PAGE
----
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Asset Pricing with Disequilibrium Price Adjustment: Theory and Empirical Evidence. Dr. Cheng Few Lee Distinguished Professor of Finance Rutgers, The State University of New Jersey Editor of Review of Quantitative Finance and Accounting

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## Asset Pricing with Disequilibrium Price Adjustment: Theory and Empirical Evidence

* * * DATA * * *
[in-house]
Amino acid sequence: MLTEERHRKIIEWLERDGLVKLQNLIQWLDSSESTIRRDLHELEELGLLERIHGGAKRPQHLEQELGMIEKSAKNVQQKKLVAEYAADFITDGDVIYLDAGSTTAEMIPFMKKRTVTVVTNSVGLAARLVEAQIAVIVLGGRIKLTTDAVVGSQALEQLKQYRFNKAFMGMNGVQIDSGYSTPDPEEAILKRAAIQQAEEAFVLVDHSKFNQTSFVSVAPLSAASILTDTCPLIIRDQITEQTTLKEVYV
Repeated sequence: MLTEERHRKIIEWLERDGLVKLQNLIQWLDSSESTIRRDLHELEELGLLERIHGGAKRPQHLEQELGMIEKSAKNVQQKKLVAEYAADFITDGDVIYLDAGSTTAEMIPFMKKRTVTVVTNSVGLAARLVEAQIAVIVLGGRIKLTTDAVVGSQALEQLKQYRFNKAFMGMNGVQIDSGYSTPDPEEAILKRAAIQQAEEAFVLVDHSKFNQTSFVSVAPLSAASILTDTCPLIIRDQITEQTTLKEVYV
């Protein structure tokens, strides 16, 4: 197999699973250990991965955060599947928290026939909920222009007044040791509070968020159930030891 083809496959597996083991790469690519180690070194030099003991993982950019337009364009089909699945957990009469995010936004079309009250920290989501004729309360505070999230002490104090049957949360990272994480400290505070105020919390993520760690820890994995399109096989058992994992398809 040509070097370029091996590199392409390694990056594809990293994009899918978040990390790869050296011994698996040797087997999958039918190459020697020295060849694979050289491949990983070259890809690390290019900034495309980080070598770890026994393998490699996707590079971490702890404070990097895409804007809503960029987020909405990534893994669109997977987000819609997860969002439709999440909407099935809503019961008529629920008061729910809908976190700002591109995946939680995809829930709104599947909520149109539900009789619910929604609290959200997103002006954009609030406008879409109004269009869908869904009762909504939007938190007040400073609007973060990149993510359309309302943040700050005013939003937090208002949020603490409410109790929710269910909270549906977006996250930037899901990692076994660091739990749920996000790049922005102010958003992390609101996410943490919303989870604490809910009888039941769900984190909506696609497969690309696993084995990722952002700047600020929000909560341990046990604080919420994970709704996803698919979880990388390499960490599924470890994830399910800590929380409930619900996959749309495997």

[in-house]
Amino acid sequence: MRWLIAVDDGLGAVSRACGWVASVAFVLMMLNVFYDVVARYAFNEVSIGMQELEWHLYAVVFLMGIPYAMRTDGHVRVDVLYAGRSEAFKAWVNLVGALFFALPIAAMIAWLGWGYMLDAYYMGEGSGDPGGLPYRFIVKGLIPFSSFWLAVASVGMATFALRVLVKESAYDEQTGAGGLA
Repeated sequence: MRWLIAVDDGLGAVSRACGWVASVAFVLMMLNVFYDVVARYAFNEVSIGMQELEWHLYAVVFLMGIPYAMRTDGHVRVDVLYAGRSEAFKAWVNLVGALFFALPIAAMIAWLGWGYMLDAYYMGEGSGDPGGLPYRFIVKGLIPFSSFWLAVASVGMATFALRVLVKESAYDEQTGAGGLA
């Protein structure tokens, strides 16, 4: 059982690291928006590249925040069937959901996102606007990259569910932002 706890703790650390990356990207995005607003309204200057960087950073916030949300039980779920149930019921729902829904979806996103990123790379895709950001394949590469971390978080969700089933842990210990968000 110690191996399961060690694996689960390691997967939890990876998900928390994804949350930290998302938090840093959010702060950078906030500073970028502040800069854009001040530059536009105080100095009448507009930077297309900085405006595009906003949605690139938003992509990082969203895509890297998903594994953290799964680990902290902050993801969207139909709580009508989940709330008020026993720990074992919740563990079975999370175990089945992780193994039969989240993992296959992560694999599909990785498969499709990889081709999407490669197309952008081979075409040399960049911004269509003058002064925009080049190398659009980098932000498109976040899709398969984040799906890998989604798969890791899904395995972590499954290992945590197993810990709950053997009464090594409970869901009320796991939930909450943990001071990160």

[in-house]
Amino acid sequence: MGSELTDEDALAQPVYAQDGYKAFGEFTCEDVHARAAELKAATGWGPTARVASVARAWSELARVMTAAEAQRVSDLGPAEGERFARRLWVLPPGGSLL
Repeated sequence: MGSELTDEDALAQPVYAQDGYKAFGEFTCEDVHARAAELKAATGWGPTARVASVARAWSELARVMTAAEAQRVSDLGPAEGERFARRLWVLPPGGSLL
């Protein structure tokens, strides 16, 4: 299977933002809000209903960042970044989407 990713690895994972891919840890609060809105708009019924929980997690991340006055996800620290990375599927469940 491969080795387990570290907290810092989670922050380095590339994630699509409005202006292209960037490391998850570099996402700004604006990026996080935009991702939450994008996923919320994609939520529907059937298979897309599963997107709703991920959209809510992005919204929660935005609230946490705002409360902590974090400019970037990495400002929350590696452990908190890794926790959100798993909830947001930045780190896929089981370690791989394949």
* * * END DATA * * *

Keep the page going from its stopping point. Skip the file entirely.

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**Asset Pricing with Disequilibrium Price Adjustment: Theory**and Empirical Evidence Dr. Cheng Few Lee Distinguished Professor of Finance Rutgers, The State University of New JerseyEditor of Review of Quantitative Finance and Accounting Editor of Review of Pacific Basin Financial Markets and Policies**III. DEVELOPMENT OF DISEQUILIBRIUM MODEL FOR ASSET**PRICING Another way to analyze the demand and supply functions derived in the previous section is to reexamine equations (9 and 12), considering the possibilities of market in disequilibrium. Disequilibrium models have a very long history. All the partial adjustment models are in fact disequilibrium models. Much of the literature concerning the structure of disequilibrium markets focus on the commercial loan market and the labor market. For the commercial loan market, the structure of disequilibrium is frequently due to the government’s credit rationing for economic policies. For the labor market the structural disequilibrium is frequently due to a rigid wage. The theory of credit rationing is first developed by Jaffee (1971) for a commercial loan market. One of the reasons for credit rationing is the existence of bankruptcy costs, as proposed by Miller (1977). Given that bankruptcy costs rise when firms fail, banks thus choose a lower amount of loan offerings than they would have if there were no bankruptcy costs. As a result, some firms will not receive the loan regardless of the rate they are willing to pay. In this section, we discuss and develop a model and methodology similar to these is sues regarding commercial loan markets. Early studies of the disequilibrium model of commercial loan markets include Jaffee (1971), Maddala and Nelson (1974) and Sealey (1979). One recent follow up study is Nehls and Schmidt (2003). They use the disequilibrium methodology similar to Sealy to evaluate whether loans are constrained by demand or supply. In fact, one can see the disequilibrium model as a special case of simultaneous equation models. Thus, here a similar demand and supply schedule is derived but solved simultaneously to reexamine the price adjustment behavior by assuming that market is in disequilibrium.**III. DEVELOPMENT OF DISEQUILIBRIUM MODEL FOR ASSET**PRICING All disequilibrium models share the feature that prices do not fully adjust to the market clearing level. The model used throughout this section is a basic model first proposed by Fair and Jaffee (1972) and Amemiya (1974) and modified as model C in Quandt (1988). This model consists of the following equations:5 (13) QDt = α1 Pt + β1’X1t + μt, (14) QSt = α2 Pt + β2’X2t + υt, (15) Qt = min (QDt, QSt ), (16) ΔPt = Pt - Pt-1 = γ(QDt - QSt ),**III. DEVELOPMENT OF DISEQUILIBRIUM MODEL FOR ASSET**PRICING where the QDt and QSt are the quantities of securities demanded and supplied, respectively; Qt is the actual or observed quantity of securities in the market; Pt is the observed return rate of securities; X1tand X2t are vectors of exogenous or predetermined variables including the lagged Pt-1; α1 and α2 are unknown parameters for Pt; β1and β2are vectors of unknown parameters for exogenous variables; γ is an unknown positive scalar parameter; and μt and νt are disturbance terms and assumed to be jointly normal and independent over time with distributions N(0, σ2μ) and N(0, σ2υ); respectively. The difficulty comes in estimating α1, α2, β1, β2, γ, σ2μ, and σ2υ with observations of X1t,X2t, Qt and Pt for t =1, 2, …, T.**III. DEVELOPMENT OF DISEQUILIBRIUM MODEL FOR ASSET**PRICING Some assumptions should to be made to deal with the relationships between Qt, QDtQSt and the price adjustment process. A basic assumption is reflected in equation (15), which shows that when demand exceeds supply, the observed quantity lies on the supply schedule, and the market is characterized by the conditions of excess demand. This assumption is often referred to as voluntary exchange. That is, in the presence of excess demand, seller cannot be forced supply more than they wish to supply; and in the presence of excess supply, purchasers cannot be forced to buy more than they wish to buy. Another assumption in this model is that the price adjustment is proportional to excess demand, which is shown by the last equation (16) in the above system. The model is also assumed to be identified by different sets of exogenous variables (i.e., X1t and X2t.) Clearly, the equation system, equations (13) to (16), is a special case of simultaneous equation models. If there is no equation (15) and if the system is identified, one can consistently estimate α1, α2,β1, β2, γ, σ2μ, and σ2υ by using methodologies of simultaneous equation. Since we have equation (15) therefore we need to introduce equation (16) into the system for estimation of α1, α2,β1, β2, γ, σ2μ, and σ2υ. However, one primary problem exists in this disequilibrium model, which is that QDt and QSt are not observable variables in the absence of the market clearing condition.**III. DEVELOPMENT OF DISEQUILIBRIUM MODEL FOR ASSET**PRICING One can reformulate the above model by considering periods of rising prices ΔPt > 0 and periods of falling prices ΔPt < 0. As a result, in the period with rising prices, the supply function (14) can be estimated using the observed quantity, Qt, as the dependent variable since there will be excess demand and thus Qt will equal to QSt. The details of constructing the econometric procedures is discussed in next section. The last topic of this section is to incorporate the demand and supply schedules developed in the previous section into this disequilibrium equation system. The demand and supply schedule in equations (9) and (12) can be restated and presented as equations (17) and (18) as part of the disequilibrium system as:6**III. DEVELOPMENT OF DISEQUILIBRIUM MODEL FOR ASSET**PRICING (17) QDt+1= cS-1 EtPt+1 - cS-1(1 + r*)Pt + cS-1EtDt+1+ μ1t (18) QSt+1 = QSt + A-1B Pt - A-1Et Dt+1 + μ2t (19) Qt+1 = min (QDt+1, QSt+1 ) (20) ΔPt = γ(QDt+1 - QSt+1 ).**III. DEVELOPMENT OF DISEQUILIBRIUM MODEL FOR ASSET**PRICING From the above equation system, it is clear that some conditions in equation (17) and (18) are different from the basic disequilibrium equation system, particularly QSt in the supply schedule. These problems are dealt with, before the empirical studies, by imposing more assumptions or by using alternative specifications in econometric methodologies in the next section.**IV. ALTERNATIVE METHODS OF ESTIMATING ASSET PRICING**MODEL WITH DISEQUILIBRIUM EFFECT In this section, we first reformulate the disequilibrium asset pricing model to allow for empirical study. Then we discuss the alternative methods of estimating and testing price adjustment process in capital asset pricing. A. Reformulation of the Disequilibrium Model B. Estimation Methods and Hypothesis of Testing Price Adjustment Process 1. 2SLS Estimator 2. Maximum Likelihood Estimator 3. Testing of the Price Adjustment Process**III. DEVELOPMENT OF DISEQUILIBRIUM MODEL FOR ASSET**PRICING A. Reformulation of the Disequilibrium Model To estimate α1, α2, β1, β2, γ, σ2μ, and σ2υ with observations of X1t,X2t, Qt and Pt for t =1, 2, …, T in equations (13), (14), (15), and (16). It is clear that the ordinary least squares will produce inconsistent estimators. Following Amemiya (1974) and Quandt (1988), we discuss two estimation methods to obtain consistent estimators.. The first method is the two stage least square (2SLS) estimator, and the other is the maximum likelihood estimator (MLE).**III. DEVELOPMENT OF DISEQUILIBRIUM MODEL FOR ASSET**PRICING Before constructing the estimating procedures, the model can be reformulated by considering as two different periods, the period of rising prices in which ΔPt > 0 and the period of falling prices, ΔPt < 0. In those periods of rising prices, there exists excess demand, QDt≧QSt, so the quantity observed equals the supply (i.e., Qt = QSt). As a result, the supply schedule in equation (14) now can be estimated by using the observed quantity, Qt, as the dependent variable. Equation (16) becomes ΔPt = γ (QDt - Qt ). or QDt =ΔPt/γ + Qt (ΔPt is greater than zero here). That is, the demand schedule can be rewritten as: (21)**III. DEVELOPMENT OF DISEQUILIBRIUM MODEL FOR ASSET**PRICING Similarly, for periods of falling prices, there exists excess supply, and the supply schedule can be rewritten as: (22) Or, the system of equations determining the endogenous variables can be summarized as: when QDt≧QSt, (23a) (23b) Qt = α 2 Pt + β2’X2t + υt.**III. DEVELOPMENT OF DISEQUILIBRIUM MODEL FOR ASSET**PRICING Or when QDt < QSt, (24a) Qt = α1 Pt + β1’X1t + μt, (24b)**III. DEVELOPMENT OF DISEQUILIBRIUM MODEL FOR ASSET**PRICING By defining the following artificial variables, the equations (23) and (24) can be summarized as (25a) (25b) where**III. DEVELOPMENT OF DISEQUILIBRIUM MODEL FOR ASSET**PRICING B. Estimation Methods and Hypothesis of Testing Price Adjustment Process In this section, we first discuss two alternative methods (2SLS and MLE) for estimating disequilibrium model, then the null hypothesis of testing price adjustment process is developed. 1. 2SLS Estimator The equations system shown in (25) contains the jointly dependent variables Qt, Pt, , and . The parameters in the modified model seem can be consistently estimated by conventional two-stage least squares (2SLS) method. This can be briefly described as the following two stages. In the first stage, regress and on all the exogenous variables, X1tand X2tto obtain the estimations of and , then, in the second stage, regress Qt on X1tand in equation (25a), and regress Qt on X2tand in equation (25b). However, the estimators of , , and are not asymptotically efficient in this model, though could be consistent if the predictions of the endogenous variables are used for all observations7. The reasons are, first, there is no imposed restriction to force the same γto appear in both equations and, second, and are not, strictly speaking, linear functions of the X1tand X2t.**III. DEVELOPMENT OF DISEQUILIBRIUM MODEL FOR ASSET**PRICING 2. Maximum Likelihood Estimator To estimate the parameters of a model as (20), Quandt (1988) employs an appropriately formulated full-information maximum likelihood technique. Let the joint density of the endogenous variables Qt and Pt be denoted by Ψt (Qt, Pt |Xt) where Xt is a vector of the exogenous variables in the model. The joint density function Ψt can be derived from the joint density of the structure disturbances ut’= (μt, υt). By assuming that the distribution of disturbance terms is joint normal, i.i.d. distributed with N (0, Ω), the density Ψt becomes**III. DEVELOPMENT OF DISEQUILIBRIUM MODEL FOR ASSET**PRICING (26) where the |J | is the Jacobian determinant of the transformation from the disturbances, ut’, to (Q, Pt ); Ω is the covariance matrix of the structural disturbances; and ut is the vector of disturbances (μt, νt). To complete the joint density Ψt, the Jacobian of the transformation must be evaluated separately forΔPt > 0and ΔPt < 0. In either case, the absolute value of the Jacobian is |α2–α1+1/γ|. Therefore, equation (26) implied that the log likelihood function is (27) where**III. DEVELOPMENT OF DISEQUILIBRIUM MODEL FOR ASSET**PRICING Alternatively, there is another way to derive the likelihood function. Amemiya (1974) shows the following iterative method of obtaining the maximum likelihood estimator.8 Since in period A when QDt > QSt, the conditional density of ΔPt given Qt is N [γ(Qt −α2Pt −β2’X2t ), γ2σ2υ], and in period B when QDt < QSt, the conditional density of ΔPt given Qt is N [γ(α1Pt +β1’X1t −Qt), γ2σ2μ], then, the log likelihood function is (28)**III. DEVELOPMENT OF DISEQUILIBRIUM MODEL FOR ASSET**PRICING Thus, the maximum likelihood estimators can be obtained by solving the following equations simultaneously: (29) (a) (b) (c) (d) (e)**III. DEVELOPMENT OF DISEQUILIBRIUM MODEL FOR ASSET**PRICING That is, the ML estimators of α and β are the same as LS estimators given γ applied to equation (25a) and (25b), respectively. The equations for σ2μ and σ2υ (equations c and d) are the residual sums of squares of equations (25a) and (25b), given γ, divided by T as for the usual ML estimators. Equation (d) is a quadratic function in γ. Amemiya (1974) suggests the above parameters can be solved by using the following iterative procedures: Step 1: Use 2LSL estimates of α, β, σ2μ and σ2υ as the initial estimates. Step 2: Substitute , , and into (e) and solve for the positive root of γ, . Step 3: Use in (25) to obtain least squares estimates of α, β, σ2μ and σ2υ. The iteration repeats step 2 and 3 until the solutions converge.**III. DEVELOPMENT OF DISEQUILIBRIUM MODEL FOR ASSET**PRICING 3. Testing of the Price Adjustment Process Comparing with equilibrium model, the parameter of most interest in the disequilibrium model is the market adjustment parameter, γ. In the case of continuous time, the limiting values of γ are zero and infinity. If γ = 0, then there is no price adjustment in response to an excess demand, and if γ is infinity, it indicates instantaneous adjustment. In other words, if one assumes there is price rigidity in response to an excess demand, then the value of γ should be equal to zero. That is, the most important test of the disequilibrium model is to test the hypothesis that the price adjustment parameter is zero. The null hypothesis can be stated as: if there is no price adjustment mechanism in response to an excess demand, the value of γ will be equal to zero. Or, can be stated as: H0: γ = 0 vs. H1: γ ≠0. This hypothesis will be empirically tested in the following section.**IV. ALTERNATIVE METHODS OF ESTIMATING ASSET PRICING**MODEL WITH DISEQUILIBRIUM EFFECT Now that we have our disequilibrium asset pricing model for empirical study, we test for the price adjustment mechanism by examining the market adjustment parameter, γ, as stated in the previous section. First in this section, we describe our empirical data. A. Data Description 1. International Equity Markets – Country Indices 2. United States Equity Markets B. Testing the Existence of the Price Adjustment Process**V. DATA AND TESTING THE EXISTING OF PRICE ADJUSTMENT**PROCESS A. Data Description Our data consists of two different types of markets--the international equity market and the U.S. domestic stock market, which we examine here in terms of summary return statistics and key profitability financial ratios. In addition, we also analyze 30 firms of the Dow Jones Index. Most details of the model, the methodologies, and the hypotheses for empirical tests are discussed in previous sections. We first examine international asset pricing by looking at summary statistics for our international country indices, and then we look at our data for the U.S. domestic stock market with portfolios formed from the S&P 500 and also the 30 companies used to compile the Dow Jones Industrial Average.**V. DATA AND TESTING THE EXISTING OF PRICE ADJUSTMENT**PROCESS 1. International Equity Markets – Country Indices The data come from two different sources. One is the Global Financial Data (GFD) from the databases of Rutgers Libraries, and the second set of dataset is the MSCI (Morgan Stanley Capital International, Inc.) equity indices. Mainly we focus on the Global Financial Data, with the MSCI indices used for some comparisons. We use both datasets to perform the Granger-causality test. The monthly (GFD) dataset for February 1988 to March 2004 consists of the index, dividend yield, price earnings ratio, and capitalization for each equity market. Sixteen country indices and two world indices are used to do the empirical study, as listed in Table 1. For all country indices, dividends and earnings are converted into U.S. dollar denominations. The exchange rate data also comes from Global Financial Data. In Table 2, Panel A shows the first four moments of monthly returns and the Jarque-Berra statistics for testing normality for the two world indices and the seven indices of G7countries, and Panel B provides the same summary information for the indices of nine emerging markets. As can be seen in the mean and standard deviation of the monthly returns, the emerging markets tend to be more volatile than developed markets though they may yield opportunity of higher return. The average of monthly variance of return in emerging markets is 0.166, while the average of monthly variance of return in developed countries is 0.042.**V. DATA AND TESTING THE EXISTING OF PRICE ADJUSTMENT**PROCESS 2. United States Equity Markets Three hundred companies are selected from the S&P 500 and grouped into ten portfolios by their payout ratios, with equal numbers of thirty companies in each portfolio. The data are obtained from the COMTUSTAT North America industrial quarterly data. The data starts from the first quarter of 1981 to the last quarter of 2002. The companies selected satisfy the following two criteria. First, the company appears on the S&P500 at some time period during 1981 through 2002. Second, the company must have complete data available--including price, dividend, earnings per share and shares outstanding--during the 88 quarters (22 years). Firms are eliminated from the sample list if either .their reported earnings are either trivial or negative or their reported dividends are trivial. Three hundred fourteen firms remain after these adjustments. Finally excluding those seven companies with highest and lowest average payout ratio, the remaining 300 firms are grouped into ten portfolios by the payout ratio. Each portfolio contains 30 companies. Figure 1 shows the comparison of S&P 500 index and the value-weighted index (M) of the 300 firms selected. Figure 1 shows that the trend is similar to each other before the 3rd quarter of 1999. However, the two follow noticeable different paths after the 3rd quarter of 1999.**V. DATA AND TESTING THE EXISTING OF PRICE ADJUSTMENT**PROCESS To group these 300 firms, the payout ratio for each firm in each year is determined by dividing the sum of four quarters’ dividends by the sum of four quarters’ earnings; then, the yearly ratios are further averaged over the 22-year period. The first 30 firms with highest payout ratio comprises portfolio one, and so on. Then, the value-weighted average of the price, dividend, and earnings of each portfolio are also computed. Characteristics and summary statistics of these 10 portfolios are presented in Table 3 and Table 4, respectively. Table 3 presents information of the return, payout ratio, size, and beta for the 10 portfolios. There appears to exist some inverse relationship between mean return and payout ratio. However, the relationship between payout ratio and beta is not so clear. This finding is similar to that of Fama and French (1992). Table 4 shows the first four moments of quarterly returns of the market portfolio and 10 portfolios. The coefficients of skewness, kurtosis, and Jarque-Berra statistics show that one can not reject the hypothesis that log return of most portfolios is normal. The kurtosis statistics for most sample portfolios are close to three, which indicates that heavy tails is not an issue. Additionally, Jarque-Berra coefficients illustrate that the hypotheses of Gaussian distribution for most portfolios are not rejected. It seems to be unnecessary to consider the problem of heteroskedasticity in estimating domestic stock market if the quarterly data are used. Finally, we use quarterly data of thirty Dow-Jones companies to test the existence of disequilibrium adjustment process for asset pricing. The sample period of this set of data is from first quarter of 1981 to fourth quarter of 2002.**V. DATA AND TESTING THE EXISTING OF PRICE ADJUSTMENT**PROCESS B. Testing the Existence of the Price Adjustment Process Another way to evaluate the demand and supply schedules derived in Section II is to reexamine these equations, considering the possibilities of market in disequilibrium. In fact, one can see the disequilibrium model as a special case of simultaneous equation models. In this section, a similar demand and supply schedule will be derived individually but solved simultaneously to reexamine the price adjustment behavior by assuming that market is in disequilibrium. Recall that the disequilibrium model derived in Section III can be represented as**V. DATA AND TESTING THE EXISTING OF PRICE ADJUSTMENT**PROCESS (17) QDt+1= cS-1 EtPt+1 - cS-1(1+ r*)Pt + cS-1EtDt+1+ μ1t, (18) QSt+1 = QSt + A-1B Pt - A-1Et Dt+1 + μ2t, (19) Qt+1 = min (QDt+1, QSt+1 ), (20) ΔPt = γ(QDt+1 - QSt+1 ).**V. DATA AND TESTING THE EXISTING OF PRICE ADJUSTMENT**PROCESS In the above system, one need to estimate the coefficients of EtPt+1, Pt and EtDt+1 in demand schedule (i.e., α1 and β1), the coefficients of QSt, Pt and EtDt+1 in the supply schedule (α2, and β2) and the coefficient of excess demand, γ, with the observations on EtPt+1, Pt, EtDt+1 and QSt for t =1, 2, …, T. μt and νt are disturbance terms and assumed to be jointly normal and independent over time with distributions N(0, σ2μ) and N(0, σ2υ), respectively. It is clear that some terms in equation (17) and (18) are different from the basic disequilibrium equation system proposed. Some assumptions or adjustments are imposed in empirical studies. Please refer to Appendix A1 for details. The quantity observation, Qt, for each index comes from the capitalization data. Since the capitalization for each index is denominated in U.S. dollars, we first divide the capitalization by its own country’s index and then adjust by the currency rate with U.S. dollar. The maximum likelihood estimators are computed from the derivation in Section IV. First, use the 2SLS approach to find the initial values for the estimates, and then the maximum likelihood estimate is obtained from the calculation of the log likelihood function described as equation (27).**V. DATA AND TESTING THE EXISTING OF PRICE ADJUSTMENT**PROCESS The results of sixteen country indexes are summarized in Table 5. Fifteen out of sixteen, the maximum likelihood estimates of γ are significant different from zero at the 1% significance level.9 The results in terms of 10 portfolios are summarized in Table 6. There are six portfolios, including market portfolio, with a maximum likelihood estimates of γ statistically significantly different from zero. For example, for portfolios 1, 2, 4, and 7, γ is significantly different from zero at the 1%significance level. Portfolio 5 and the market portfolio are significance level of 5 %, and portfolio 10 is significant at a 10% level. We cannot reject the null hypothesis that γ equals to zero for three portfolios -- 3, 6, 8, and 9. The results imply some but less than complete price adjustment during each quarter in the U.S. stock markets. Table 7 shows the results of thirty companies listed in the Dow Jones Index. The price adjustment factor is significantly different from zero at the 5% level in twenty-two companies out of twenty-eight companies. On average, an individual company has a higher estimated value of γ than the individual portfolio and individual portfolio has a higher value than market portfolio. For example, IBM’s γ is 0.0308, which indicates that an excess demand of 32.47 million shares is required to cause a change in the price of 1 dollar, whereas 476 million shares is required to cause one unit price change for market portfolio since its γ is only 0.0021.10 We use four datasets (two international indexes and two US equity) to test the existence of the disequilibrium adjustment process in terms of the disequilibrium model defined in equations 13 through16. We find that there exists a disequilibrium adjustment process for international indexes, ten portfolios from S&P 500, and thirty companies of Dow Jones index. These results imply that asset pricing with disequilibrium price adjustment maybe important for investigating asset pricing in security analysis and portfolio management.**VI. SUMMARY**In this paper, we first theoretically review and extend Black’s CAPM to allow for a price adjustment process. Next, we derive the disequilibrium model for asset pricing in terms of the disequilibrium model developed by Fair and Jaffe (1972), Amemiya (1974), Quandt (1988), and others. MLE and 2SLS are our two methods of estimating our asset pricing model with disequilibrium price adjustment effect. Using three data sets of price per share, dividend per share and volume data, we test the existence of price disequilibrium adjustment process with international index data, US equity data, and the thirty firms of the Dow Jones Index. We find that there exist disequilibrium price adjustment process. Our results support Lo and Wang’s (2000) findings that trading volume is one of the important factors in determining capital asset pricing.**Table 1.World Indices andCountry Indices List**I. World Indices II. Country Indices**Table 1.(Cont.)**II. Country Indices**Table 2: Summary Statistics of Monthly Return1, 2**Panel A: G7 and World Indices**Table 2: Summary Statistics of Monthly Return1, 2**Panel B: Emerging Markets Notes: 1 The monthly returns from Feb. 1988 to March 2004 for international markets. 2 * and ** denote statistical significance at the 5% and 1%, respectively.**Table 3: Characteristics of Ten Portfolios**Notes: 1The first 30 firms with highest payout ratio comprises portfolio one, and so on. 2The price, dividend and earnings of each portfolio are computed by value-weighted of the 30 firms included in the same category. 3The payout ratio for each firm in each year is found by dividing the sum of four quarters’ dividends by the sum of four quarters’ earnings, then, the yearly ratios are then computed from the quarterly data over the 22-year period.**Table 4. Summary Statistics of Portfolio Quarterly Returns1**Notes: 1Quarterly returns from 1981:Q1to 2002:Q4 are calculated. 2 * and ** denote statistical significance at the 5% and 1% level, respectively.**Table 5. Price Adjustment Factor, γ, for 16 International**Indexes 1, 2 Notes: 1 Sample periods used are other than: 1988:2 to 2004:3 2 Null hypothesis: if there is no price adjustment mechanism in response to an excess demand, the value of γ will be equal to zero. (H0: γ = 0). 3 *, ** and *** denote statistical significance at the 10%, 5%, and 1% level, respectively.**Table 6. Price Adjustment Factor, γ, for 10 Portfolios from**S&P 500 1 Notes 1 Null hypothesis: if there is no price adjustment mechanism in response to an excess demand, the value of γ will be equal to zero. (H0: γ = 0). 2 *, ** and *** denote statistical significance at the 10%, 5%, and 1% level, respectively.**Table 7. (Cont.)**Notes 1 Null hypothesis: if there is no price adjustment mechanism in response to an excess demand, the value of γ will be equal to zero. (H0: γ = 0). 2 Microsoft and Intel are not in the list since their dividends paid are trivial during the period analyzed here. 3 *, ** and *** denote statistical significance at the 10%, 5% and 1% level, respectively.**APPENDIX A: ESTIMATING DISEQUILIBRIUM ADJUSTMENT PARAMETER,**Γ A.1 The Disequilibrium Equation System A.2 How to Solve MLE Estimates in the Disequilibrium Model A.3 Estimation of the Disequilibrium Model**APPENDIX A: ESTIMATING DISEQUILIBRIUM ADJUSTMENT PARAMETER,**Γ In this appendix we will describe the procedure for estimating the disequilibrium adjustment parameter, γ. First we define the equation system, then we will discuss how to solve MLE estimate of the disequilibrium model. Finally, the procedure of Estimating the disequilibrium model is discussed in detail. A.1 The Disequilibrium Equation System The last topic of this section is to incorporate the demand and supply schedules developed in the previous section into this disequilibrium equation system. The demand and supply schedule in equations (9) and (12) can be restated as**APPENDIX A: ESTIMATING DISEQUILIBRIUM ADJUSTMENT PARAMETER,**Γ (17) QDt+1= cS-1 EtPt+1 - cS-1(1 + r*)Pt + cS-1EtDt+1+ μ1t (18) QSt+1 = QSt + A-1B Pt - A-1Et Dt+1 + μ2t (19) Qt+1 = min (QDt+1, QSt+1 ) (20) ΔPt = γ(QDt+1 - QSt+1 ).**APPENDIX A: ESTIMATING DISEQUILIBRIUM ADJUSTMENT PARAMETER,**Γ From the above equation system, it is clear that some conditions in equation (17) and (18) are different from the basic disequilibrium equation system (e.g., QSt in the supply schedule and the expectation term of price in the demand function). These problems will be dealt with, before the empirical studies, by imposing some more assumptions or by using alternative specification in econometric methodologies in the next section. Since the purpose of this study is to understand the price adjustment in response to an excess demand; therefore, all expectation terms in the above equations are replaced by the actual or real observations. In addition, the original model derives the supply schedule based on the assumption that there exist quadratic costs to retire or issue securities (i.e., there is a quadratic cost on ∆QSt). In this study, the cost is assumed to be restricted to a deviation from the previous observation of the quantities issued. We also assume that the expectation of the adjustment in dividend can be forecasted and computed from the adaptive expectation model by utilizing the past dividend and earnings information. As a result, the disequilibrium equation system can be restated as followings:**APPENDIX A: ESTIMATING DISEQUILIBRIUM ADJUSTMENT PARAMETER,**Γ (A.1.1) QDt=α1 Pt-1+α2Pt +α3Dt + u1t (A.1.2) QSt =Qt-1 +β1Pt-1 +β2 Dt + u2t (A.1.3) Qt = min (QDt, QSt ) (A.1.4) ΔPt = Pt -Pt-1 = γ(QDt - QSt ).**APPENDIX A: ESTIMATING DISEQUILIBRIUM ADJUSTMENT PARAMETER,**Γ A.2 How to Solve MLE Estimates in the Disequilibrium Model In order to estimate the disequilibrium model described as equation (A.1.1) to (A.1.4) in section A.1, we follow the method presented Amemiya (1974) and Quandt (1988). Recall that the disequilibrium equation system shown as equation (13) to (16) can be reformulated and summarized as equation (25a) and (25b). That is, (A.2.1a) (A.2.1b) where**APPENDIX A: ESTIMATING DISEQUILIBRIUM ADJUSTMENT PARAMETER,**Γ Xi,t are vectors of predetermined variables including the lagging price Pt-1. Qt is the observed quantity, and ΔPt = Pt-1 - Pt-1. If one assumes u1t and u2t are serially and contemporaneously independent with distributions and N[0, σu12]] and N[0, σu22], and since in period A when QDt > QSt, the conditional density of ΔPt given Qt is N[γ(Qt −β’X2t ), γ2σu22,] and in period B when QDt < QSt, the conditional density of ΔPt given Qt is N[γ(α’X1t −Qt), γ2σu12], Amemiya (1974) shows that the log likelihood function can be solved as (A.2.2)**APPENDIX A: ESTIMATING DISEQUILIBRIUM ADJUSTMENT PARAMETER,**Γ Amemiya (1974) suggests that the maximum likelihood estimator can be obtained by simultaneously solving the following equations: (A.2.3) (A.2.4) (A.2.5)